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Utilities ask FERC to approve another transformer-sharing program

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Utilities ask FERC to approve another transformer-sharing program

The power industry clearly is taking seriously concerns over the speed at which the electricity grid could be brought back online following a widespread blackout stemming from a natural disaster or cyberattack. Yet another group of utilities is asking the Federal Energy Regulatory Commission to approve a spare equipment sharing program.

The new group — which includes utility subsidiaries of Ameren Corp., Duke Energy Corp., Entergy Corp., International Transmission Co. and Southern Co. — requested that the agency preauthorize the transfer of certain FERC-jurisdictional assets among signatories to the regional equipment sharing for transmission outage restoration, or RESTORE, agreement.

"The joint applicants intend to operate under a RESTORE agreement designed for the efficient and timely bilateral transfer of electric transformers and other critical transmission-related equipment ... with one another following a catastrophic emergency or other natural disaster in order to provide mutual assistance in connection with restoration of secure and reliable grid operations more quickly and efficiently," the Dec. 13 filing explained.

Large power transformers typically weigh hundreds of tons and are difficult to transport by rail and road. They also are expensive, custom-made and often manufactured outside the U.S., making utilities vulnerable to unplanned failures. Given those challenges, officials and utilities alike are concerned that terrorists, as well as solar flare-triggered geomagnetic storms or other natural disasters, could cripple the grid by damaging mass numbers of large transmission transformers.

Some have suggested that a well-planned and coordinated attack on the North American power grid could plunge large swaths of the U.S. into darkness for months, if not years. Concerns over such attacks are not merely hypothetical; Ukraine was hit with a cyber assault on its power system in December 2015 and again in December 2016.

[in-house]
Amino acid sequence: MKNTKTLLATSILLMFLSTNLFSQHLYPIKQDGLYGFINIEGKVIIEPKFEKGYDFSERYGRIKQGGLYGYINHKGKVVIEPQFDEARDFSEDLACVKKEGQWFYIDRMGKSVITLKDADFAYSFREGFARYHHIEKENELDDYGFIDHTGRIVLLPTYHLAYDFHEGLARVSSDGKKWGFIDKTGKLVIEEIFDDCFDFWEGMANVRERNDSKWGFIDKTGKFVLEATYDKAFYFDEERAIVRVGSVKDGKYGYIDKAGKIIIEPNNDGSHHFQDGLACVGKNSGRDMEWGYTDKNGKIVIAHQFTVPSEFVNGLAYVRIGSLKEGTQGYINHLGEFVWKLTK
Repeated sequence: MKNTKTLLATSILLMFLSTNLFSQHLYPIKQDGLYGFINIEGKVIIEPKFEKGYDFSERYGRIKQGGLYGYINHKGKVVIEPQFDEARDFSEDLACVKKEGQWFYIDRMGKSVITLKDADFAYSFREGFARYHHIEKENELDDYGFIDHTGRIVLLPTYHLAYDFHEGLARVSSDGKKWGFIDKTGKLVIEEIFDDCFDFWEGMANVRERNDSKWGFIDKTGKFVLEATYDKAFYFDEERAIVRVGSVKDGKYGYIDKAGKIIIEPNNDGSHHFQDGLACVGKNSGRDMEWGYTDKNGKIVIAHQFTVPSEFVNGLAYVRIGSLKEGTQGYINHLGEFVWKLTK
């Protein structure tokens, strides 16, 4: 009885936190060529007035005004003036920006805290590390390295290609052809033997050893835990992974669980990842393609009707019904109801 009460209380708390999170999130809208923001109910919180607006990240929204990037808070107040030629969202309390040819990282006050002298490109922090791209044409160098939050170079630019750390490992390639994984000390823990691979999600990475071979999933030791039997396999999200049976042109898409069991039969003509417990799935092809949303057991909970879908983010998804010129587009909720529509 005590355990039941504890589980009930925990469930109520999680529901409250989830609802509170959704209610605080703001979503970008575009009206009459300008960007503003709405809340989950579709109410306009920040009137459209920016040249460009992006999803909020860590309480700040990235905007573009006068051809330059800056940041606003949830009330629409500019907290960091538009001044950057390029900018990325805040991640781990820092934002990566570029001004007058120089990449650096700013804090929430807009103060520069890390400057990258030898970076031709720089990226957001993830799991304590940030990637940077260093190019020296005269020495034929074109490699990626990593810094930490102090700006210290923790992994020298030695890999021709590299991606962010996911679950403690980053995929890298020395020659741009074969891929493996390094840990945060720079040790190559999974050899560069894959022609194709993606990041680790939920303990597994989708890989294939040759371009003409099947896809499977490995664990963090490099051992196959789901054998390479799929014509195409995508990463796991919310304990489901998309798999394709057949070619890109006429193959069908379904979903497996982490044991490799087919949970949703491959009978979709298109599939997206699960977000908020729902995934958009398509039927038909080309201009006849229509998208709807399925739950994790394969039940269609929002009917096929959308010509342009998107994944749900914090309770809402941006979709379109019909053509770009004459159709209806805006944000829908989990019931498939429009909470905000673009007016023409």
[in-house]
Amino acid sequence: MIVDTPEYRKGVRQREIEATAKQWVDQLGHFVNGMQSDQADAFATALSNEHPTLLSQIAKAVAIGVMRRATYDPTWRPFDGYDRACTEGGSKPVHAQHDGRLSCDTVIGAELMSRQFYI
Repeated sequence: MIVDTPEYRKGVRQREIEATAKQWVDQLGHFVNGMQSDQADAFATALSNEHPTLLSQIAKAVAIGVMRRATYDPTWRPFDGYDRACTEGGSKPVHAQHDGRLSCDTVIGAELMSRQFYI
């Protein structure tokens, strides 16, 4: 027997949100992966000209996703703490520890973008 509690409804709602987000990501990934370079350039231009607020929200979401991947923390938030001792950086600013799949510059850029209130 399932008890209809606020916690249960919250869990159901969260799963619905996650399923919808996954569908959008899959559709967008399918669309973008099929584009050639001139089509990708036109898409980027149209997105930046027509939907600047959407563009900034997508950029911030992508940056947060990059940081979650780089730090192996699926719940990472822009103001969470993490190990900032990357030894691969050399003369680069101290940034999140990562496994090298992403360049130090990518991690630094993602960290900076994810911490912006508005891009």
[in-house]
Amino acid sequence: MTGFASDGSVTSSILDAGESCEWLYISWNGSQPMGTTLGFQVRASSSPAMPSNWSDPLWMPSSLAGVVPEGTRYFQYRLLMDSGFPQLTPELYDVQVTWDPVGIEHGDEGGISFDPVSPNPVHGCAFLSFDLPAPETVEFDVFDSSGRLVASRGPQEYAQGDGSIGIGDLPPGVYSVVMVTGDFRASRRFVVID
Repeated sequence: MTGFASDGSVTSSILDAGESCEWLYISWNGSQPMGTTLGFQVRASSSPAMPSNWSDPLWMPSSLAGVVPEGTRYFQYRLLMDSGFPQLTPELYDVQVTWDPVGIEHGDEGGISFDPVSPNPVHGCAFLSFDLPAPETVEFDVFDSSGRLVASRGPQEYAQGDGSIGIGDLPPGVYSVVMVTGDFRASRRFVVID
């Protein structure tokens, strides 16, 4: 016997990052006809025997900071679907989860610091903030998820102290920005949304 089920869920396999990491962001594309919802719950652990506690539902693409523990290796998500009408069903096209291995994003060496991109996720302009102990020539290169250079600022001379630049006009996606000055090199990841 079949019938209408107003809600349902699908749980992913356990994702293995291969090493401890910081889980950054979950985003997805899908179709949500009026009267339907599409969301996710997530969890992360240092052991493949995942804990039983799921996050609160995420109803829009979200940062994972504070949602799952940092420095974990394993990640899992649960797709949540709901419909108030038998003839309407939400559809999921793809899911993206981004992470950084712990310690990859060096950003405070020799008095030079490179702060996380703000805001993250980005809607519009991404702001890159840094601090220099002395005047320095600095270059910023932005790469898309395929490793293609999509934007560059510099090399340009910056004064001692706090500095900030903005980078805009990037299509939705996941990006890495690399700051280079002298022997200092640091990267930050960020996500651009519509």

In the wake of those attacks, the U.S. Department of Energy in April released a report recommending that industry, rather than the government, oversee a strategic transformer reserve program to help utilities recover from widespread transformer failures. The utilities told FERC in their Dec. 13 filing that their proposal attempts to do just that.

The group said the RESTORE agreement would complement the Edison Electric Institute's existing spare transformer equipment program, or STEP, and a more recently developed initiative by Grid Assurance LLC. The commission signed off on STEP in September 2006 and approved the Grid Assurance program in March 2016.

The new RESTORE program would provide "additional resources for utilities seeking critical equipment during the disaster recovery, thus enhancing the resilience and reliability of the power grid," the utilities said. "The RESTORE Agreement is not intended to replace these other arrangements." In fact, RESTORE participants Duke and Southern also were among the companies that created Grid Assurance.

While the three programs are similar in many respects, they differ in several significant ways. STEP defines a "triggering event" as a presidentially declared state of emergency, but RESTORE "allows for the proposed transactions to be triggered by a wider scope of disasters," the utilities explained.

A triggering event under the RESTORE program is defined as "a catastrophic event creating an urgent grid need in which, for an extended period of time, a RESTORE participant loses its ability to serve significant load, is at imminent risk for losing significant load, or cannot maintain grid stability," according to the filing. "Thus, a triggering event ... could occur after a major storm or weather event that ... does not rise to the level of a presidentially declared state of emergency."

RESTORE likewise differs from the Grid Assurance program because the new initiative does not require the creation of a stand-alone company to procure, store, maintain and sell spare transformers to needy program participants, the utilities said.

"The RESTORE program instead builds on ... participants' existing sparing programs and expertise, creating a contractual vehicle by which the RESTORE participants may nominate their own spare transformers (and, potentially, other items of equipment) to be available to others (at replacement cost) in the event of a triggering event," the filing explained. "This simply widens the overall pool of spare transformers available to a subset of affected RESTORE participants following a disaster in a cost-effective way that makes the seller whole."

The new program's developers asserted that FERC giving advance approval for transfers of jurisdictional facilities is consistent with commission practice, noting that the agency "routinely grants [Federal Power Act] Section 203 authorizations prior to the time when a specific transaction is contemplated where such authorizations are consistent with the public interest." They also noted that RESTORE program participants would provide FERC with the details of any jurisdictional equipment transfer in a post-closing informational filing. (FERC docket EC18-32)